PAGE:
EDUFLACK: In talking about the need to shift from rote memorization to deeper thinking, I read it as a need to move learners from being generalists — or jacks of all trades — to being specialists or expert in those things that really drive them. Are we headed toward such a future?
BOSER: Yes, and in many ways, this future is already here. After all, the history of the modern world is the history of specialization, and our economy runs on people developing pretty narrow areas of expertise.
Adam Smith wrote about the power of specialization centuries ago in his book Wealth of Nations, and at its core, it’s about dividing up labor. What’s more, technology is putting a version of this trend into hyperspeed by automating more and more tasks, which requires more and more specialization.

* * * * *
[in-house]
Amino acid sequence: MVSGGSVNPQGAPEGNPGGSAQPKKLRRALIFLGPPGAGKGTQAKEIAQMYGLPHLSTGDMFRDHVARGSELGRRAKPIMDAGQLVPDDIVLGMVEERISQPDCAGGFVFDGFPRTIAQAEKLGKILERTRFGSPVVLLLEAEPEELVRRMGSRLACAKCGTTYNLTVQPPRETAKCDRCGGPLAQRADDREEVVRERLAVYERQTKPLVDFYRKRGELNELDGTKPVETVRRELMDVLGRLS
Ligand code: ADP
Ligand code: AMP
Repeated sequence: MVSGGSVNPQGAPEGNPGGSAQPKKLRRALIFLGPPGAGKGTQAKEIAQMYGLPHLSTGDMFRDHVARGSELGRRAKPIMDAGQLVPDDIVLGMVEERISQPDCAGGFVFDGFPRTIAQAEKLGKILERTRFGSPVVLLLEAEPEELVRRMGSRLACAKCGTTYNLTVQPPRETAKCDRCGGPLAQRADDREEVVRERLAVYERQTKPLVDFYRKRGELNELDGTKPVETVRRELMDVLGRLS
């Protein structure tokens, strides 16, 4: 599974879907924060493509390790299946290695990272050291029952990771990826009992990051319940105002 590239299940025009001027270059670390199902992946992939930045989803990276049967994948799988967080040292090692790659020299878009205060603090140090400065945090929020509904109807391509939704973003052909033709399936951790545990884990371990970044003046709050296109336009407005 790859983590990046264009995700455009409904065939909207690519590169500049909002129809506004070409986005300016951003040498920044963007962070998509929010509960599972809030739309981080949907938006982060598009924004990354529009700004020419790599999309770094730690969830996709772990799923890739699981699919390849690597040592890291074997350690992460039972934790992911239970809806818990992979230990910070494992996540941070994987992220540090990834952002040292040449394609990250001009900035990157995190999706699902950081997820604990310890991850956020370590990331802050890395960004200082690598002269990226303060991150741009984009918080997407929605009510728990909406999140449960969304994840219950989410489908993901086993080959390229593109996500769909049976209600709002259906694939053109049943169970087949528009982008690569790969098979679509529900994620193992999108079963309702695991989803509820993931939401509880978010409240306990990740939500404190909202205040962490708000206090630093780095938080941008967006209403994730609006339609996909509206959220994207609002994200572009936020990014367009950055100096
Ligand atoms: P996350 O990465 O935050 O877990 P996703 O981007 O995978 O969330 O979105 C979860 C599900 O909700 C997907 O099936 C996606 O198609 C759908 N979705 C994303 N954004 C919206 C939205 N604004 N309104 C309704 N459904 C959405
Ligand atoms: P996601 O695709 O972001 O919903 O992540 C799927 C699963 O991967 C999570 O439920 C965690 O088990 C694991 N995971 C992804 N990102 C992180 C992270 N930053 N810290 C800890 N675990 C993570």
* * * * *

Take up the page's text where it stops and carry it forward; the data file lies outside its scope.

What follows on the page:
That said, we don’t always need to become experts. Mastery isn’t always necessary. But we should stay away from rote learning. It’s simply not effective.
Let’s take changing a tire on a car, for instance. I don’t need to become expert in the skill of tire changing. My tires don’t break down that often. But I do want to go beyond a rote understanding of tire changing.
Because if I have a rote understanding, I will not be able to change a tire on any other car besides my current car. That doesn’t help me that much, especially if my friend’s car has a flat tire or if I get a new car.
So when it comes to changing a tire, I would want to learn how to change a tire well enough that I understand some of the basic principles (like lift) and enough of the mechanics (like unscrewing bolts) that I can change the tires on different cars.
To answer your question, then, we want people to specialize–and learn some topics very well. But some generalization remains necessary, at least if you don’t want to be stranded by the side of the road with a flat tire.